Ten Ways With Mayonnaise

Mayonnaise4As condiments go, it’s hard to go past a good mayonnaise when you need something quick and easy. Here’s a basic recipe for mayo (and instructional video!) along with a few ideas for making a compound mayo . That’s chef talk for “you’ve put stuff in it”  😀

Tangy Mayonnaise – 500ml oil (half canola and half light olive oil), 3 yolks, 1 tablespoon Dijon mustard, 1/4 cup apple cider vinegar, 1/2 a lemon – juiced, 1 teaspoon white sugar, sea salt.

Watch this for a very home-made video demonstration.

Garlic Aioli – 500ml basic mayo, 8-10 garlic cloves – smashed, 100ml light olive oil, sea salt

Place your garlic cloves in a small saucepan, big enough that they just cover the bottom evenly. Cover with olive oil and simmer very gently for 25 mins. Avoid getting too much colour on the garlic. A light golden colour is plenty. Make sure the cloves are soft. Chill. Puree all together and fold through your mayo. Best scoffed with hot chips or crispy roast potatoes.Mayonnaise1Tuna and Caper Mayo – awesome for dressing a pasta salad with a little chopped avocado and tomato or for spreading over some toasted baguette or rice crackers

250ml basic mayo, 1 tin tuna in spring water, 1 tablespoon capers – rinsed and chopped, 1/2 a lemon – juiced, chopped parsley. Drain the tuna well and separate with a fork. Mix everything together and add a little salt and pepper if necessary.

Tartare Sauce– the classic fish and chip accompaniment. There is little more disappointing in life than ordering great F&C’s from your favourite chippy and being given factory made sauce.  Make your own, take your own 🙂

350ml basic mayo, 1 tablespoon washed capers, 2 tablespoons chopped cucumber pickle, 1 tablespoon chopped French shallot, juice from 1 lemon, 1/2 a bunch parsley, 1 tablespoon chopped dill. Salt and pepper. Blend all the ingredients except mayo until pasty. Fold through mayo, chill.Mayonnaise5Green Chilli Mayo – this one has featured on loads of menus in my kitchens. Think fried seafood, tempura vegetables, pan-fried tofu, chicken schnitzel. Or as a wicked slaw dressing.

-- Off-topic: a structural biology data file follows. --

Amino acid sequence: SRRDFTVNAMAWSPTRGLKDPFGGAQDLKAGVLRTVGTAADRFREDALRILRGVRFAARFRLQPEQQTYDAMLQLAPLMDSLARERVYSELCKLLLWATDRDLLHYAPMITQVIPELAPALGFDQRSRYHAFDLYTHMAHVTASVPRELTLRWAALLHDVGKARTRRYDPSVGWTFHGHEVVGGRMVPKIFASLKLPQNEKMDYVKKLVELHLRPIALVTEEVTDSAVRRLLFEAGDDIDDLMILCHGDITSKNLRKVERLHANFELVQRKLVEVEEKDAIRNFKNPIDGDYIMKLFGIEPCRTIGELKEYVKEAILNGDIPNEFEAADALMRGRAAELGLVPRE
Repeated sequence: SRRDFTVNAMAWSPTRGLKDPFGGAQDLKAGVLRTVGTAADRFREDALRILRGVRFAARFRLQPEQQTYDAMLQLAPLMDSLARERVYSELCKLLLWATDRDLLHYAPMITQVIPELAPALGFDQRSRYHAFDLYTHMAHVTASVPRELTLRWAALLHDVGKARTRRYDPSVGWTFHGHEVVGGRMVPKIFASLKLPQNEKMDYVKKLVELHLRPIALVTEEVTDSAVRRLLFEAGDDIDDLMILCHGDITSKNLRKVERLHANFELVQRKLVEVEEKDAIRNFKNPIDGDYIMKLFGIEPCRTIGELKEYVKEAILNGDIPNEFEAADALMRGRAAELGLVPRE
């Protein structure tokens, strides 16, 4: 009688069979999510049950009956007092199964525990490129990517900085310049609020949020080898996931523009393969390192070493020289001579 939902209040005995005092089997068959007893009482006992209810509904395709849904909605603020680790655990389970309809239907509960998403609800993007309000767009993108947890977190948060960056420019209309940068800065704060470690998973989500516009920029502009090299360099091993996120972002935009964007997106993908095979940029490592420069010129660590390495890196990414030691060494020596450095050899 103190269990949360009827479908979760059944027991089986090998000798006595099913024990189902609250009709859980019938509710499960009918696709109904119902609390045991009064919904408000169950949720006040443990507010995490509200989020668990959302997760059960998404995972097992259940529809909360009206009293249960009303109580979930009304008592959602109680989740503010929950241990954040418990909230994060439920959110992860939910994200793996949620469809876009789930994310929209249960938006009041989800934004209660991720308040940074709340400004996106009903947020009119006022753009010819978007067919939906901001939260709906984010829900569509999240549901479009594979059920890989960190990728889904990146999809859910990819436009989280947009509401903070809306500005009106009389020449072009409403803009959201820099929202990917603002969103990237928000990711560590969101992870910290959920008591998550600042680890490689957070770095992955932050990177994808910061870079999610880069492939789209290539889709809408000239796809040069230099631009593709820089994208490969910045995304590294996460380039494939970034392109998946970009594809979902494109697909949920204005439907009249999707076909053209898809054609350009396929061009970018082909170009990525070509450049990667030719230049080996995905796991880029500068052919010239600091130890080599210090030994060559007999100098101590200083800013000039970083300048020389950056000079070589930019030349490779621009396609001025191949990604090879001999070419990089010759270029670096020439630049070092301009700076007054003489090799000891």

250ml basic mayo,125g sour cream, 3 large green or jalepeno chillies, 2 limes, 1/2 a bunch coriander – washed and chopped, 2 spring onions – chopped. De-seed the chillies and slice. Place in a blender with the coriander, onions,  lime juice and a pinch of salt and blitz. Fold through the mayo and sour cream until well combined.

Vanilla and lime – Great with poached chicken and a little salad and with bbq baby octopus too. Or think bbq corn on the cob or a dollop in a seafood chowder.

250ml basic mayo, 1 vanilla bean – scraped, 2 small limes -zest and juice. Mix. Chill.Mayonnaise6Roast Lemon and Saffron Mayo –  Roasted lemons take on a whole new flavour and feel. Extra sweetness and conversely, extra sour due to the cooking of the rind and pith. The saffron takes this to a whole new level again with that unique earthiness. Serve with a whole baked fish or roast chicken.